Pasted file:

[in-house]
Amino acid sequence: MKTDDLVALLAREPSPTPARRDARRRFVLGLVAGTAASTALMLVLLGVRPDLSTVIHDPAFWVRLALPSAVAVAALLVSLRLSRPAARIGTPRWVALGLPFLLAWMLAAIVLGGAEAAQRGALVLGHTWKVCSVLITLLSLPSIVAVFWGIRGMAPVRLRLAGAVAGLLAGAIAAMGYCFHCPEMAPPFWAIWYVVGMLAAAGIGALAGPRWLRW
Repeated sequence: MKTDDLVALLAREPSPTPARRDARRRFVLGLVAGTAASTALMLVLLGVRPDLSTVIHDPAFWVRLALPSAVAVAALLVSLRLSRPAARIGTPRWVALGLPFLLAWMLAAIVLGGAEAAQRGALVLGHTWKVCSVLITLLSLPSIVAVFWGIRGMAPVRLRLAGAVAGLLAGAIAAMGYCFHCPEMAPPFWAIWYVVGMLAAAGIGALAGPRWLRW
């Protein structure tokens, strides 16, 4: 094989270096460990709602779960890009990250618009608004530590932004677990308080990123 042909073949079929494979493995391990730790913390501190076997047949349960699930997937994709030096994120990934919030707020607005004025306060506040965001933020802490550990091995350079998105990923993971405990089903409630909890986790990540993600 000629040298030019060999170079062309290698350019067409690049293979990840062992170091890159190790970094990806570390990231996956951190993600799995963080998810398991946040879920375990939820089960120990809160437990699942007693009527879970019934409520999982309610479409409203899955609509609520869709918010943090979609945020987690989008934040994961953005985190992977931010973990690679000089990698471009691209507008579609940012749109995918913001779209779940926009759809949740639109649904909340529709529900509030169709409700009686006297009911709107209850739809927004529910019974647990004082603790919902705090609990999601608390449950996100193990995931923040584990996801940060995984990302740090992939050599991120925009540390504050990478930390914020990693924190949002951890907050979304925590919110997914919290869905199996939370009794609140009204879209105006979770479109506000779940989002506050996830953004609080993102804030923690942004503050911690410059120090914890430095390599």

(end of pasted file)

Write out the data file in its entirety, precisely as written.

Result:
[in-house]
Amino acid sequence: MKTDDLVALLAREPSPTPARRDARRRFVLGLVAGTAASTALMLVLLGVRPDLSTVIHDPAFWVRLALPSAVAVAALLVSLRLSRPAARIGTPRWVALGLPFLLAWMLAAIVLGGAEAAQRGALVLGHTWKVCSVLITLLSLPSIVAVFWGIRGMAPVRLRLAGAVAGLLAGAIAAMGYCFHCPEMAPPFWAIWYVVGMLAAAGIGALAGPRWLRW
Repeated sequence: MKTDDLVALLAREPSPTPARRDARRRFVLGLVAGTAASTALMLVLLGVRPDLSTVIHDPAFWVRLALPSAVAVAALLVSLRLSRPAARIGTPRWVALGLPFLLAWMLAAIVLGGAEAAQRGALVLGHTWKVCSVLITLLSLPSIVAVFWGIRGMAPVRLRLAGAVAGLLAGAIAAMGYCFHCPEMAPPFWAIWYVVGMLAAAGIGALAGPRWLRW
């Protein structure tokens, strides 16, 4: 094989270096460990709602779960890009990250618009608004530590932004677990308080990123 042909073949079929494979493995391990730790913390501190076997047949349960699930997937994709030096994120990934919030707020607005004025306060506040965001933020802490550990091995350079998105990923993971405990089903409630909890986790990540993600 000629040298030019060999170079062309290698350019067409690049293979990840062992170091890159190790970094990806570390990231996956951190993600799995963080998810398991946040879920375990939820089960120990809160437990699942007693009527879970019934409520999982309610479409409203899955609509609520869709918010943090979609945020987690989008934040994961953005985190992977931010973990690679000089990698471009691209507008579609940012749109995918913001779209779940926009759809949740639109649904909340529709529900509030169709409700009686006297009911709107209850739809927004529910019974647990004082603790919902705090609990999601608390449950996100193990995931923040584990996801940060995984990302740090992939050599991120925009540390504050990478930390914020990693924190949002951890907050979304925590919110997914919290869905199996939370009794609140009204879209105006979770479109506000779940989002506050996830953004609080993102804030923690942004503050911690410059120090914890430095390599």